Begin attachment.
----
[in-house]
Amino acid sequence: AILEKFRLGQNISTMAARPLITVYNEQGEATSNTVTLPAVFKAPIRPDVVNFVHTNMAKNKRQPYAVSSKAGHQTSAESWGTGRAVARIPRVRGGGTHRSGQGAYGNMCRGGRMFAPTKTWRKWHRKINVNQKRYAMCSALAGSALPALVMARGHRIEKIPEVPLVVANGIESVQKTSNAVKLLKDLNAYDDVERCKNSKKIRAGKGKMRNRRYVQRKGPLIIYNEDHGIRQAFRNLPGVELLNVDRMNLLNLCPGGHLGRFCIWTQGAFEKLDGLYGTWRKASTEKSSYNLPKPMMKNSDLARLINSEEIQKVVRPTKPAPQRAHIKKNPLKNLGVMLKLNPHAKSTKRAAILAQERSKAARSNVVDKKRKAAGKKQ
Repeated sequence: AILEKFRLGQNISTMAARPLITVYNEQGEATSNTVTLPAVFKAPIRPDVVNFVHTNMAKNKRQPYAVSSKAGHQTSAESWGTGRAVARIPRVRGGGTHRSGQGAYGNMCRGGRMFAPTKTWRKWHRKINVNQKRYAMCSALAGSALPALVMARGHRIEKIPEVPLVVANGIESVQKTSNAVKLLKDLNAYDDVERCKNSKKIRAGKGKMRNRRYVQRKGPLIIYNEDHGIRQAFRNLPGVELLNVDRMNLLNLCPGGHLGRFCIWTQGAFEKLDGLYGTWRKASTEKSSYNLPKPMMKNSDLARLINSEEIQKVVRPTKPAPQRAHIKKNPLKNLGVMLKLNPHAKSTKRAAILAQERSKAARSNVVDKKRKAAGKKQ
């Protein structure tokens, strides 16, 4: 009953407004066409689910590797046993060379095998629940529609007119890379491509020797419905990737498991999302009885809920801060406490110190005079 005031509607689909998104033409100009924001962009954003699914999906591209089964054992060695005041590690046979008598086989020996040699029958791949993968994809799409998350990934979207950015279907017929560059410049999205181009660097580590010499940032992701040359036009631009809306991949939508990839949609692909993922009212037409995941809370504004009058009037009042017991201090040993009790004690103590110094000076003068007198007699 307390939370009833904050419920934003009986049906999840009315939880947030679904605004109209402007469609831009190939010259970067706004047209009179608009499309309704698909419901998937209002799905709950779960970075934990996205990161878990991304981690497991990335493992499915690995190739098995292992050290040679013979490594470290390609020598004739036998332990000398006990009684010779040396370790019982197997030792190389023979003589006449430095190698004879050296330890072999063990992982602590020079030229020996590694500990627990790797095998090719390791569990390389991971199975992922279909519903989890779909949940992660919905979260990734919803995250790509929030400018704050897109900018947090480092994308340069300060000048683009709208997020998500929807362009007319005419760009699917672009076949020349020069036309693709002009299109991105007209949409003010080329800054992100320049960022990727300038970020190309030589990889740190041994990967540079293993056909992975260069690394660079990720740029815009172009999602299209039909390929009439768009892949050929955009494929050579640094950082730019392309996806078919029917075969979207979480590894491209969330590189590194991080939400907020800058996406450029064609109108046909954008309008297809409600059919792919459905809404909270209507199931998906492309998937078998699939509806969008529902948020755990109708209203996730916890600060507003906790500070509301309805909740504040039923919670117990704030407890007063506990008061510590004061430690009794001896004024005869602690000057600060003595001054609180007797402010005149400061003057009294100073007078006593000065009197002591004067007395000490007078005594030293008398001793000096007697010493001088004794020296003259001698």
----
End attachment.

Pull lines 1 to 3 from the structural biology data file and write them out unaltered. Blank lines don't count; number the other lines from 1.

[in-house]
Amino acid sequence: AILEKFRLGQNISTMAARPLITVYNEQGEATSNTVTLPAVFKAPIRPDVVNFVHTNMAKNKRQPYAVSSKAGHQTSAESWGTGRAVARIPRVRGGGTHRSGQGAYGNMCRGGRMFAPTKTWRKWHRKINVNQKRYAMCSALAGSALPALVMARGHRIEKIPEVPLVVANGIESVQKTSNAVKLLKDLNAYDDVERCKNSKKIRAGKGKMRNRRYVQRKGPLIIYNEDHGIRQAFRNLPGVELLNVDRMNLLNLCPGGHLGRFCIWTQGAFEKLDGLYGTWRKASTEKSSYNLPKPMMKNSDLARLINSEEIQKVVRPTKPAPQRAHIKKNPLKNLGVMLKLNPHAKSTKRAAILAQERSKAARSNVVDKKRKAAGKKQ
Repeated sequence: AILEKFRLGQNISTMAARPLITVYNEQGEATSNTVTLPAVFKAPIRPDVVNFVHTNMAKNKRQPYAVSSKAGHQTSAESWGTGRAVARIPRVRGGGTHRSGQGAYGNMCRGGRMFAPTKTWRKWHRKINVNQKRYAMCSALAGSALPALVMARGHRIEKIPEVPLVVANGIESVQKTSNAVKLLKDLNAYDDVERCKNSKKIRAGKGKMRNRRYVQRKGPLIIYNEDHGIRQAFRNLPGVELLNVDRMNLLNLCPGGHLGRFCIWTQGAFEKLDGLYGTWRKASTEKSSYNLPKPMMKNSDLARLINSEEIQKVVRPTKPAPQRAHIKKNPLKNLGVMLKLNPHAKSTKRAAILAQERSKAARSNVVDKKRKAAGKKQ